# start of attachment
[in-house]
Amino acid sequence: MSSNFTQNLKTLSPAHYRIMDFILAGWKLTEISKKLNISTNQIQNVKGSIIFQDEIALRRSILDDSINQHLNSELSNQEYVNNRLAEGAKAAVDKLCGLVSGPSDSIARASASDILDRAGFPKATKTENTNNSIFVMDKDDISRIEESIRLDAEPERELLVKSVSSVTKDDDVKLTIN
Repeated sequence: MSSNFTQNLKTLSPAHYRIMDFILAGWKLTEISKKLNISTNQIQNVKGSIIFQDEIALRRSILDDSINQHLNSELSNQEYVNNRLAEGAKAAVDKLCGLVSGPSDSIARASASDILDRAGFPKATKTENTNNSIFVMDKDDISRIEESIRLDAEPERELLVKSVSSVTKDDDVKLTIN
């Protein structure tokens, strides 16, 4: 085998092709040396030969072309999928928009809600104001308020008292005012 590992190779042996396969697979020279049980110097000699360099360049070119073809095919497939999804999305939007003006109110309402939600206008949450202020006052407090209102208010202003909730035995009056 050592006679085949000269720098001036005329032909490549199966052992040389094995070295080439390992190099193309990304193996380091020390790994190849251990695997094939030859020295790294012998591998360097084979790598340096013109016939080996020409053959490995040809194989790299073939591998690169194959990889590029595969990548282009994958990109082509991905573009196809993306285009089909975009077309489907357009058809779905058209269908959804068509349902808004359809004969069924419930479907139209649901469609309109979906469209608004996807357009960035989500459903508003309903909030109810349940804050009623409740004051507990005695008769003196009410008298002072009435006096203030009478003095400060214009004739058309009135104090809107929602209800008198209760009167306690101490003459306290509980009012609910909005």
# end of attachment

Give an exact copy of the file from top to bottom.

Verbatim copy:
[in-house]
Amino acid sequence: MSSNFTQNLKTLSPAHYRIMDFILAGWKLTEISKKLNISTNQIQNVKGSIIFQDEIALRRSILDDSINQHLNSELSNQEYVNNRLAEGAKAAVDKLCGLVSGPSDSIARASASDILDRAGFPKATKTENTNNSIFVMDKDDISRIEESIRLDAEPERELLVKSVSSVTKDDDVKLTIN
Repeated sequence: MSSNFTQNLKTLSPAHYRIMDFILAGWKLTEISKKLNISTNQIQNVKGSIIFQDEIALRRSILDDSINQHLNSELSNQEYVNNRLAEGAKAAVDKLCGLVSGPSDSIARASASDILDRAGFPKATKTENTNNSIFVMDKDDISRIEESIRLDAEPERELLVKSVSSVTKDDDVKLTIN
């Protein structure tokens, strides 16, 4: 085998092709040396030969072309999928928009809600104001308020008292005012 590992190779042996396969697979020279049980110097000699360099360049070119073809095919497939999804999305939007003006109110309402939600206008949450202020006052407090209102208010202003909730035995009056 050592006679085949000269720098001036005329032909490549199966052992040389094995070295080439390992190099193309990304193996380091020390790994190849251990695997094939030859020295790294012998591998360097084979790598340096013109016939080996020409053959490995040809194989790299073939591998690169194959990889590029595969990548282009994958990109082509991905573009196809993306285009089909975009077309489907357009058809779905058209269908959804068509349902808004359809004969069924419930479907139209649901469609309109979906469209608004996807357009960035989500459903508003309903909030109810349940804050009623409740004051507990005695008769003196009410008298002072009435006096203030009478003095400060214009004739058309009135104090809107929602209800008198209760009167306690101490003459306290509980009012609910909005």